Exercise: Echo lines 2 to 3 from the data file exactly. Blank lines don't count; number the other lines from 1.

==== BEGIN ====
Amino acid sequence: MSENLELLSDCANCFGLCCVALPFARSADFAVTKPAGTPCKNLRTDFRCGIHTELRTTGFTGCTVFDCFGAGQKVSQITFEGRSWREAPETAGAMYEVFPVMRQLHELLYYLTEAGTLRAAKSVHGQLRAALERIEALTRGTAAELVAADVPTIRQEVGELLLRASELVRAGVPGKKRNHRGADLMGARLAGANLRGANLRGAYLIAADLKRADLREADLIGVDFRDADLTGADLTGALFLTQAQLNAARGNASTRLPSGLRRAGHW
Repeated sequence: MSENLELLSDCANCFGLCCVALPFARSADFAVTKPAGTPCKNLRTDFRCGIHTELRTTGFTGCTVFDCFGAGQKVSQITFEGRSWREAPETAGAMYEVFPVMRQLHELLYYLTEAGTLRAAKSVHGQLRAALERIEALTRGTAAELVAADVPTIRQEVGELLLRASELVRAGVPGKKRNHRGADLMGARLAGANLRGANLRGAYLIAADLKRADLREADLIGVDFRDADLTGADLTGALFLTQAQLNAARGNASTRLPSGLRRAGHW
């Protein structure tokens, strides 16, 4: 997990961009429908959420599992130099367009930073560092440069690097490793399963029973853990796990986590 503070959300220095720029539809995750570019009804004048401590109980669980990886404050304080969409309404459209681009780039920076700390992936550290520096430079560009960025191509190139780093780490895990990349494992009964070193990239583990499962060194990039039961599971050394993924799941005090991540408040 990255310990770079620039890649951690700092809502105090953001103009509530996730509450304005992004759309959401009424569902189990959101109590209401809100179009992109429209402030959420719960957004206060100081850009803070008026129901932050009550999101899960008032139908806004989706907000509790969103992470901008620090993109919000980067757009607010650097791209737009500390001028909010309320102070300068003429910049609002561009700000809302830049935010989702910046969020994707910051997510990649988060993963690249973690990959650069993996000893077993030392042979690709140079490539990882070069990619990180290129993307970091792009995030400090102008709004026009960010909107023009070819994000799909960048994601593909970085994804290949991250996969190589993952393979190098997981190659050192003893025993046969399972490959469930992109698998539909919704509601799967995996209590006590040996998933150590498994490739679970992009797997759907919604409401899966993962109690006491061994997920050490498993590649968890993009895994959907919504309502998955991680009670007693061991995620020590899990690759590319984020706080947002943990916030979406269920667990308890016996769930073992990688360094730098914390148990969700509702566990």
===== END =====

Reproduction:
Repeated sequence: MSENLELLSDCANCFGLCCVALPFARSADFAVTKPAGTPCKNLRTDFRCGIHTELRTTGFTGCTVFDCFGAGQKVSQITFEGRSWREAPETAGAMYEVFPVMRQLHELLYYLTEAGTLRAAKSVHGQLRAALERIEALTRGTAAELVAADVPTIRQEVGELLLRASELVRAGVPGKKRNHRGADLMGARLAGANLRGANLRGAYLIAADLKRADLREADLIGVDFRDADLTGADLTGALFLTQAQLNAARGNASTRLPSGLRRAGHW
């Protein structure tokens, strides 16, 4: 997990961009429908959420599992130099367009930073560092440069690097490793399963029973853990796990986590 503070959300220095720029539809995750570019009804004048401590109980669980990886404050304080969409309404459209681009780039920076700390992936550290520096430079560009960025191509190139780093780490895990990349494992009964070193990239583990499962060194990039039961599971050394993924799941005090991540408040 990255310990770079620039890649951690700092809502105090953001103009509530996730509450304005992004759309959401009424569902189990959101109590209401809100179009992109429209402030959420719960957004206060100081850009803070008026129901932050009550999101899960008032139908806004989706907000509790969103992470901008620090993109919000980067757009607010650097791209737009500390001028909010309320102070300068003429910049609002561009700000809302830049935010989702910046969020994707910051997510990649988060993963690249973690990959650069993996000893077993030392042979690709140079490539990882070069990619990180290129993307970091792009995030400090102008709004026009960010909107023009070819994000799909960048994601593909970085994804290949991250996969190589993952393979190098997981190659050192003893025993046969399972490959469930992109698998539909919704509601799967995996209590006590040996998933150590498994490739679970992009797997759907919604409401899966993962109690006491061994997920050490498993590649968890993009895994959907919504309502998955991680009670007693061991995620020590899990690759590319984020706080947002943990916030979406269920667990308890016996769930073992990688360094730098914390148990969700509702566990």